Allman Family Lecture

The Allman Family Lecture is a yearly lecture that connects SMU students, faculty and the greater Dallas community with highly acclaimed professionals and academic leaders prominent in interdisciplinary disciplines.


Fall 2015

Should We Trust Science?
Perspectives from the History and Philosophy of Science

Naomi Oreskes, Harvard University

Thursday, October 29th
5:30 p.m. Reception, 6:00 p.m. Lecture
McCord Auditorium, Dallas Hall
This Lecture is Free and Open to the Public

Parking will be available in Airline, Binkley and Moody Parking Centers. See map link here. A parking permit is required and can be found here


Many people are confused about the safety of vaccines, the reality of climate change, and other matters. Doctors tell us that vaccines are safe, and climate change is real, but how do they know that? And how are we to make sense of competing claims? In a recent Presidential Debate, Donald Trump rejected the position of Ben Carson, a doctor, and insisted that vaccines should be more widely spaced.

Professor Naomi Oreskes argues that we should trust science, and explains why.

Naomi Oreskes is Professor of the History of Science, and Affiliated Professor Earth and Planetary Sciences at Harvard University. She is the author of both scholarly and popular books and articles on the history of earth and environmental science, including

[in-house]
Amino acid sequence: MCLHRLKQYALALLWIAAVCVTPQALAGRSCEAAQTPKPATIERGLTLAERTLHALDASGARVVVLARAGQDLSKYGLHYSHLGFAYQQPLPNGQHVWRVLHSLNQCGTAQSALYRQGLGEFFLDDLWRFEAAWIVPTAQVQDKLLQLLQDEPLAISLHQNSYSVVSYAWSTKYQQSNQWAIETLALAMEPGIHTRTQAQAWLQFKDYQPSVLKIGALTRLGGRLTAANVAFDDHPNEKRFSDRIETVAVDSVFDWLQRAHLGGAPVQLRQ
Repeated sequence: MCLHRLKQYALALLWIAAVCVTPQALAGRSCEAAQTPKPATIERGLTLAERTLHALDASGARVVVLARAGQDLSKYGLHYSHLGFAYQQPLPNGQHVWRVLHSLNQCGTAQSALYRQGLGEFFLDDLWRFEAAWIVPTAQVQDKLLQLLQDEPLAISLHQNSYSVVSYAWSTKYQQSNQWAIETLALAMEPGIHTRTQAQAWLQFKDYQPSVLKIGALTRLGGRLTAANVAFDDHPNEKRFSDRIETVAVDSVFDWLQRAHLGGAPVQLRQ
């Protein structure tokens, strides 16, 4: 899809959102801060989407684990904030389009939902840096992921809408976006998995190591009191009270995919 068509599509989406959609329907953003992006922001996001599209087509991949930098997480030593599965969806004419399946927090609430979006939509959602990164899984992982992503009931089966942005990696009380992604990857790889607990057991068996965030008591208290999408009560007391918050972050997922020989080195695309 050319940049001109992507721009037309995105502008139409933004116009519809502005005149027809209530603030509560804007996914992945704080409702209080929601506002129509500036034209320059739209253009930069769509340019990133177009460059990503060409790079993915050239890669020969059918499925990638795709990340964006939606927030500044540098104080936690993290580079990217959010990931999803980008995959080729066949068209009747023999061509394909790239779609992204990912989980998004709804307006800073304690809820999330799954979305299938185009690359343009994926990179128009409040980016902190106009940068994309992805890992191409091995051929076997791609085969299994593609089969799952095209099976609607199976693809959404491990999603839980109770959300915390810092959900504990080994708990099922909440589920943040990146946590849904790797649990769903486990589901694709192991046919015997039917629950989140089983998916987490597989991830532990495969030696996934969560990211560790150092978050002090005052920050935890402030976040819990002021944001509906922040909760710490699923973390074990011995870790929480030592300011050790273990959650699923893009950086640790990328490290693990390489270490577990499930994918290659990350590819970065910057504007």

The Rejection of Continental Drift (Oxford, 1999), Plate Tectonics: An Insider’s History of the Modern Theory of the Earth (Westview, 2003), and The Collapse of Western Civilization (Columbia University Press, 2014). For the past decade, Oreskes has been primarily interested in the science and politics of anthropogenic climate change. Her 2010 book, Merchants of Doubt, How a Handful of Scientists Obscured the Truth on Issues from Tobacco to Global Warming, co-authored with Erik M. Conway, was shortlisted for the Los Angeles Times Book Prize and won the Watson-Davis Prize from the History of Science Society. The film version was released in 2015.

Oreskes’ current research projects include completion of a scholarly book on the history of Cold War Oceanography, Science on a Mission: American Oceanography from the Cold War to Climate Change (Chicago, forthcoming), and Assessing Assessments: A Historical and Philosophical Study of Scientific Assessments for Environmental Policy in the Late 20th Century. She has lectured widely and won numerous prizes, including the 2009 Francis Bacon Medal for outstanding scholarship in the history of science and technology, the 2011 Climate Change Communicator of the Year, the 2014 American Geophysical Union Presidential Citation for Science and Society; and the 2015 Herbert American Historical Association Herbert Feis Prize for public history.

Copies of Professor Oreskes' books, The Collapse of Western Civilization: A View from the Future and Merchants of Doubt: How a Handful of Scientists Obscured the Truth on Issues from Tobacco Smoke to Global Warming, will be available to purchase before the lecture, with a book signing following.

An SMU faculty panel discussion, moderated by Lee Cullum of KERA, will be held the following week.

Scientific Research and Public Responses: A Faculty Panel Discussion
Thursday, November 5th
5:00 p.m. Reception, 5:30 p.m. Panel
McCord Auditorium, Dallas Hall

Panel Members: Louis Jacobs, Earth Sciences; John Wise, Biology; David Meltzer, Anthropology; and Randall Scalise, Physics

Parking will be available in Airline, Binkley and Moody Parking Centers. See map link here. A parking permit is required and can be found here.